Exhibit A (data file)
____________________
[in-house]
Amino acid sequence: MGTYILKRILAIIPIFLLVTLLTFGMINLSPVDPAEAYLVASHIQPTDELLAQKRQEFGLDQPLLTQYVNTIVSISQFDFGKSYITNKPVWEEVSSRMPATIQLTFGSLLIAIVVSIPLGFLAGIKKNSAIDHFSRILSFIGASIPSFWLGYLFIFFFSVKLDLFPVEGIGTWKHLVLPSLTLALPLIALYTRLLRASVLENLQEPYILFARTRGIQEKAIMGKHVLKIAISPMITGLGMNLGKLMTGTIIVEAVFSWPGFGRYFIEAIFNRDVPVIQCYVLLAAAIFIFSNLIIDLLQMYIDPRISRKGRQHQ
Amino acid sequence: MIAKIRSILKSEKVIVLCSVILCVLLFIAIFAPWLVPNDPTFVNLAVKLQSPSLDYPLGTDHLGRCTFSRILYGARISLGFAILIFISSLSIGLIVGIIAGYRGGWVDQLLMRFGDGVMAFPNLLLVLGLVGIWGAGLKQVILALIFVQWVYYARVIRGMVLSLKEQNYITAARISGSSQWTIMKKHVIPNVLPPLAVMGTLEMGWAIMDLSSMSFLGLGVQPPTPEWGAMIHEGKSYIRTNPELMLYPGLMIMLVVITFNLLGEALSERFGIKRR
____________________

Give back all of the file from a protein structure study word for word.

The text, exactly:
[in-house]
Amino acid sequence: MGTYILKRILAIIPIFLLVTLLTFGMINLSPVDPAEAYLVASHIQPTDELLAQKRQEFGLDQPLLTQYVNTIVSISQFDFGKSYITNKPVWEEVSSRMPATIQLTFGSLLIAIVVSIPLGFLAGIKKNSAIDHFSRILSFIGASIPSFWLGYLFIFFFSVKLDLFPVEGIGTWKHLVLPSLTLALPLIALYTRLLRASVLENLQEPYILFARTRGIQEKAIMGKHVLKIAISPMITGLGMNLGKLMTGTIIVEAVFSWPGFGRYFIEAIFNRDVPVIQCYVLLAAAIFIFSNLIIDLLQMYIDPRISRKGRQHQ
Amino acid sequence: MIAKIRSILKSEKVIVLCSVILCVLLFIAIFAPWLVPNDPTFVNLAVKLQSPSLDYPLGTDHLGRCTFSRILYGARISLGFAILIFISSLSIGLIVGIIAGYRGGWVDQLLMRFGDGVMAFPNLLLVLGLVGIWGAGLKQVILALIFVQWVYYARVIRGMVLSLKEQNYITAARISGSSQWTIMKKHVIPNVLPPLAVMGTLEMGWAIMDLSSMSFLGLGVQPPTPEWGAMIHEGKSYIRTNPELMLYPGLMIMLVVITFNLLGEALSERFGIKRR